Roll out the remainder of the pastry to make a lid. Cut a steam hole in the centre and set aside.
Spoon in the pie filling, but don’t fill it too much – it does expand as it cooks. Now brush the edges with egg wash (I use an egg, or egg yolk, beaten with half a teaspoon of salt). Glue the lid in place, pressing the lid down well.
Trim the excess pastry with a sharp knife and then crimp the edges or use a fork to seal the lid. Paint with more egg wash, and if you like add a bit more black pepper. Place in the fridge to set the pastry.
Preheat your oven to 220°C and pop a baking tray on the centre shelf.
(If you have any left-over pastry and filling, make a pasty with it (see here for my Cornish pasty recipe) and bake it with the pie, or freeze it. Both pastry and filling freeze well separately.)
Take the pie out of the fridge and place in the oven on the hot baking tray (this prevents a soggy bottom from developing) and bake for 45 minutes, turning down the heat to 180°C when the pastry is a nice golden brown.
*The poll appeared in the Metro back in 2017: https://metro.co.uk/2017/03/09/the-most-loved-pies-around-the-uk-may-divide-the-nation-6498584/
6 responses to “Cheese and Leek (or Onion) Pie”
Great stuff! Love cheese and onion with pastry. Funny, never used leek but will now. Nice recipe.
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Thank you Christopher!
Yes, I missed you and thoroughly enjoyed your pie recipe! I will make it soon, as soon as I am on my feet again after having foot surgery. Here in New Mexico leeks are expensive so will make it with onions.
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Yes leeks are expensive in the US aren’t they? I discovered my intolerance for onions living in Texas and was shocked the price!
I hope you feel better and get back on your feet soon xxx
Thank you, Buttery 77!!
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I came across this lovely variation on a family staple and rather like the idea of baking it in a cake tin to give the raised pie look. Being Northern cheese and onion pie has a special place in my repertory and has been a go to for my husband on his cooking days also. (“What do you fancy for tea?… I’ll do a pie of some sort” always, always came out as a cheese and onion pie – hence the understanding that anything cheese and onion is a “some sort” pie.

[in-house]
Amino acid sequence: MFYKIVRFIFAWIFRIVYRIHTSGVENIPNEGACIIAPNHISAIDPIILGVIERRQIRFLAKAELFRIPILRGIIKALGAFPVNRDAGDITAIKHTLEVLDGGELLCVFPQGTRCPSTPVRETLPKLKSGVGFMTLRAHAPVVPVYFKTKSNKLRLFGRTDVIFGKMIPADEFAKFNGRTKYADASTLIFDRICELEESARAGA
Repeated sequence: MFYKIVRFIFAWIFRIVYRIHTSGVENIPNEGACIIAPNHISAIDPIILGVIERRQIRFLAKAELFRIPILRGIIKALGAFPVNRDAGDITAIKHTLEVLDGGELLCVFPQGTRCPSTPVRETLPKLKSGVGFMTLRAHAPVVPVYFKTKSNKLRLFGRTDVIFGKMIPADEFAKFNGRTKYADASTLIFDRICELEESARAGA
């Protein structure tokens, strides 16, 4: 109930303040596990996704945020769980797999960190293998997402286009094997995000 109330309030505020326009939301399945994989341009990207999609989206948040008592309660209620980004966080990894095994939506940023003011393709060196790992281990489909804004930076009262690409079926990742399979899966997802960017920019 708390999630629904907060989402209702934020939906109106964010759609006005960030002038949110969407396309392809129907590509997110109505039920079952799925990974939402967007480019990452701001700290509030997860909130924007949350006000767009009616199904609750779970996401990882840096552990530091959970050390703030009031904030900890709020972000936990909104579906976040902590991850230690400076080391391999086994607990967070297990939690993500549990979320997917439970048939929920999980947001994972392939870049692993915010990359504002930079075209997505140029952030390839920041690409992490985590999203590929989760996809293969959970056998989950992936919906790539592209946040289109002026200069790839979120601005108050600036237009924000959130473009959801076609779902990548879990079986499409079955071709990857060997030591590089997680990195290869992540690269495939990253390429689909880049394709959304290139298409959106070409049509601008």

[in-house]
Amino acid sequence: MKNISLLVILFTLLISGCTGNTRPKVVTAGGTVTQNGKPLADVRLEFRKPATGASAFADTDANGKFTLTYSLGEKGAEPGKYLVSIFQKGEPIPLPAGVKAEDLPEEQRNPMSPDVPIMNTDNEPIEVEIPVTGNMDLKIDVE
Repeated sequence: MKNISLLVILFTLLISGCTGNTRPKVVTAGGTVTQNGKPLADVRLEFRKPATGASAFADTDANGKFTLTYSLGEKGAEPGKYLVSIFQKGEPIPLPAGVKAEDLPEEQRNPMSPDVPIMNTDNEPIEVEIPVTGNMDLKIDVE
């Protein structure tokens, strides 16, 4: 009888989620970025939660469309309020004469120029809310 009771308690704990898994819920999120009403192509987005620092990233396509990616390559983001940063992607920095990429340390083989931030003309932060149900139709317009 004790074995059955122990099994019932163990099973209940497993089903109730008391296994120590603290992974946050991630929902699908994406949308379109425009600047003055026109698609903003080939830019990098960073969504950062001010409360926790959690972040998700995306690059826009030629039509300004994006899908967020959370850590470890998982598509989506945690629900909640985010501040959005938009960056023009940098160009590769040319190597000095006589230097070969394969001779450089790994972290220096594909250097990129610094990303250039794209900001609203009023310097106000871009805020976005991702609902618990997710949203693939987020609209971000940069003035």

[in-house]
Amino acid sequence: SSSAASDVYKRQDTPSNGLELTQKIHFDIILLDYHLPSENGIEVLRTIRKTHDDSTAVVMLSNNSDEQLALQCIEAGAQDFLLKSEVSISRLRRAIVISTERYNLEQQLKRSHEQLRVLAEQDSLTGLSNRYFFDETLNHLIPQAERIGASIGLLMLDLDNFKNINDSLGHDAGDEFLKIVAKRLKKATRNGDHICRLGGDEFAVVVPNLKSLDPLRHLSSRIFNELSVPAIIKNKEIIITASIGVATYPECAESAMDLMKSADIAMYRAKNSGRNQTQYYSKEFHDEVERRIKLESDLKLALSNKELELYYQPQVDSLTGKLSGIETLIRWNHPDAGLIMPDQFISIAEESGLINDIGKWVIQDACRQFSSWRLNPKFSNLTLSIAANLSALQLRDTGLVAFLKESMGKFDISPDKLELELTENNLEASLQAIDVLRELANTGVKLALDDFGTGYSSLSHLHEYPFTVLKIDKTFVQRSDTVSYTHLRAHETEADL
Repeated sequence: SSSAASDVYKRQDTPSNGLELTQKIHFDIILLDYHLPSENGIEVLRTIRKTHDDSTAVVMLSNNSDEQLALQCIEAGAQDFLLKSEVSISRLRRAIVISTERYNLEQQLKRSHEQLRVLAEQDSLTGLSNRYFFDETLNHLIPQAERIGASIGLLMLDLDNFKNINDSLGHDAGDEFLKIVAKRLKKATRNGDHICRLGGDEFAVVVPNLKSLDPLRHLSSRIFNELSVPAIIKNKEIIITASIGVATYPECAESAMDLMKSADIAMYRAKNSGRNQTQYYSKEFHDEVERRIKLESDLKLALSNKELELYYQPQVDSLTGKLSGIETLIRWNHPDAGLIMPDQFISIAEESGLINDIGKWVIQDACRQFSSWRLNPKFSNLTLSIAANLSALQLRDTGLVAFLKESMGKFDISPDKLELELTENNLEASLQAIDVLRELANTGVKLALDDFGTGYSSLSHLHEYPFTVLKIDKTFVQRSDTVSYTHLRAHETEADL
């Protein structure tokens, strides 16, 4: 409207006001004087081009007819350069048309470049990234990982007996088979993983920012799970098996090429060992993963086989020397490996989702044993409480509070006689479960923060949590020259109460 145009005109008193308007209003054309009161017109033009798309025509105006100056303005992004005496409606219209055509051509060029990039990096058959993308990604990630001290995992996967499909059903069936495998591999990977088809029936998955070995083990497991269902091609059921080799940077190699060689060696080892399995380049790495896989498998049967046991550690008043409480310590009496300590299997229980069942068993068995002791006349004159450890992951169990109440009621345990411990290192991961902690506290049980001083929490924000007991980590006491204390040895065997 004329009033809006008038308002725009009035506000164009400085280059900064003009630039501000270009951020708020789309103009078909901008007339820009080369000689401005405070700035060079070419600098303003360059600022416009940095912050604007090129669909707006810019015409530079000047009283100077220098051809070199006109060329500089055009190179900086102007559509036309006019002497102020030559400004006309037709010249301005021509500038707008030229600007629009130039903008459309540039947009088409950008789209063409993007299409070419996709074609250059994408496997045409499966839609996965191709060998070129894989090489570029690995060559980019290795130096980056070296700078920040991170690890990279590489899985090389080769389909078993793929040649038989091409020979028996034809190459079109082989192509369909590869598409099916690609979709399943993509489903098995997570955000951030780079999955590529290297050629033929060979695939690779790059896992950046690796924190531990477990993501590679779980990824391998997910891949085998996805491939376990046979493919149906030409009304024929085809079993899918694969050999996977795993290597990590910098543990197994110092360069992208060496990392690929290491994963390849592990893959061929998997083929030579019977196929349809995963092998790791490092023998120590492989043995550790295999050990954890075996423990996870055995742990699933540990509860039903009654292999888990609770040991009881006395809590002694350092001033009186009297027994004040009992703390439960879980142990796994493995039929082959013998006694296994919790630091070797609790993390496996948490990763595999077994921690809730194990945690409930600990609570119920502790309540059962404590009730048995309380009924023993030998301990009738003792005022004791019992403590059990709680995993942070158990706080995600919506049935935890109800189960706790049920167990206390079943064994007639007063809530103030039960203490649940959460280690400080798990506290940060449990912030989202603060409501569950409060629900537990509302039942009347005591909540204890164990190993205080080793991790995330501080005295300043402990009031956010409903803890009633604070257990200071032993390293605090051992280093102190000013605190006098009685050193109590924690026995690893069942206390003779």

As a child there were specific foods baked for a Christmas buffet one being cheese and onion tartlets: grate cheddar and onion (or for you leek chopped very finely and may be gently fired to soften) mix together with an egg, a bit of pepper. Using a beautifully made shortcrust pastry cut out circles as if making mince pies and put the cut outs into a tartlets tin. The pastry remnants should be kept by and layered up flat in a pile. Add about one teaspoon of the ch&o mixture to each tartlet, may be a little more but not too much. Now take the pastry tower and gently squash, roll out using a light hand and cut into strips, then into short oblongs, place these in a cross over the tartlet. If there’s any eggy goodness in your mixing bowl add a little milk and use as a just about there wash on the tartlets. Bake in the oven. Some would say the are best eaten warm straight from the oven, me – I prefer to wait another day and have them cold. Great re-heated too.
Mother also used to make her”flan” created with the same ingredients but baked in a swiss roll tin, the spare pastry strips used to divide the tin into 6 portions (on the top) with either a half tomato or half mushroom in each square – definitely to be served with her fantastic dripping cooked chips and peas.
I hope you’ll enjoy these simple and very tasty recipes, it’s coming to that time of year to get the tartlet tins out again. Merry Christmas